Russia backs India at UNSC, but with rider

NEW DELHI: Russia’s support used to be taken for granted in the ’50s and ’60s when issues related to Goa and Jammu and Kashmir were voted upon in the United Nations Security Council (UNSC) but its latest backing for India did not appear to be unconditional.

Russia backs India at UNSC, but with rider

laxmi@tribune.com

Sandeep Dikshit

Tribune News Service 

New Delhi, August 17

Russia’s support used to be taken for granted in the ’50s and  ’60s when issues related to Goa and Jammu and Kashmir were voted upon in the United Nations Security Council (UNSC) but its latest backing for India did not appear to be unconditional.

The closed-door consultations at the UNSC on the situation in Jammu and Kashmir on Friday once again saw Russia supporting India. Speaking before the meeting, Russian diplomat Dmitry Polyanskiy began by hoping that the divergences around Kashmir would be “settled bilaterally by political and diplomatic means only on the basis of Simla Agreement of 1972 and Lahore declaration of 1999”. 

He then went on to add a rider that the settlement should also be “in accordance with UN Charter, relevant UN resolutions”. India has always opposed any reference to UN resolutions in any formulation on Kashmir because it believes the Simla Agreement supersedes all previous resolutions. On the other hand, Pakistan and China routinely allude to UN resolutions from 1948 onwards as the basis for solving the Kashmir dispute.

The Russian formulation given by Polyanskiy was absent in the Russian readout of the telephonic conversation on August 14 between its Finance Minister Sergei Lavrov and his Pakistani counterpart Shah Mehmood Qureshi. Neither was it mentioned in the readout provided by the Indian Ministry of External Affairs about the Russian position on Kashmir about a week ago.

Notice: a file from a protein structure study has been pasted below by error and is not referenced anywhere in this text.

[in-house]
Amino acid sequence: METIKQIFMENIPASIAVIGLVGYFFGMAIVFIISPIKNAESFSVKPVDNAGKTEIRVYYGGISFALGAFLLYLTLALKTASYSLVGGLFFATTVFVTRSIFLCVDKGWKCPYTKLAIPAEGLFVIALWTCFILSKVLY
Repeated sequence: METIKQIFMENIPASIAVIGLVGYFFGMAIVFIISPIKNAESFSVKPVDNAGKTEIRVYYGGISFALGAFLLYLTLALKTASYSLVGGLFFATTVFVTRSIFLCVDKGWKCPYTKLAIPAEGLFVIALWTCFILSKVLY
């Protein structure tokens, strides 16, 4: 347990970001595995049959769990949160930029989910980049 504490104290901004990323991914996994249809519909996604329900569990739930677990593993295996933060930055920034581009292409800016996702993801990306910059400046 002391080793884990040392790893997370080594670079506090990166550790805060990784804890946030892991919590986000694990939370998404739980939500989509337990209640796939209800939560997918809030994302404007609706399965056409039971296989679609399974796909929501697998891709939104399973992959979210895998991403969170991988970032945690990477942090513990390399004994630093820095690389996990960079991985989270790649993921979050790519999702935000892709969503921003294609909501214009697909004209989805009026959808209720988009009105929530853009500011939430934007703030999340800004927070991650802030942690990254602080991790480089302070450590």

However, but for this speed-breaker, Russia stood with India at the UNSC on all other issues that mattered. It resisted a Chinese proposal to conduct open-door consultations on J&K. Russia also did not see merit in a proposal that sought a statement to be issued at the end of the meeting.

Sources said another gesture that went unnoticed was that there was no telephonic conversation between Imran Khan and Vladimir Putin. Instead, as the Russian readout pointedly noted, its Foreign Minister Sergie Lavrov spoke to his counterpart Shah Mehmood Qureshi at “the initiative of the Pakistani side”.

In case of the US, which needs Pakistani backing on carving out a peace deal in Afghanistan, its President Donald Trump agreed to speak to Imran Khan, although his advice to settle the issue bilaterally with India would not have gone down well in Islamabad. Imran Khan was also unable to speak to the French President and the solid French backing to the Indian position at UNSC offers a clue as to why Emmanuel Macron did not speak with Imran Khan.

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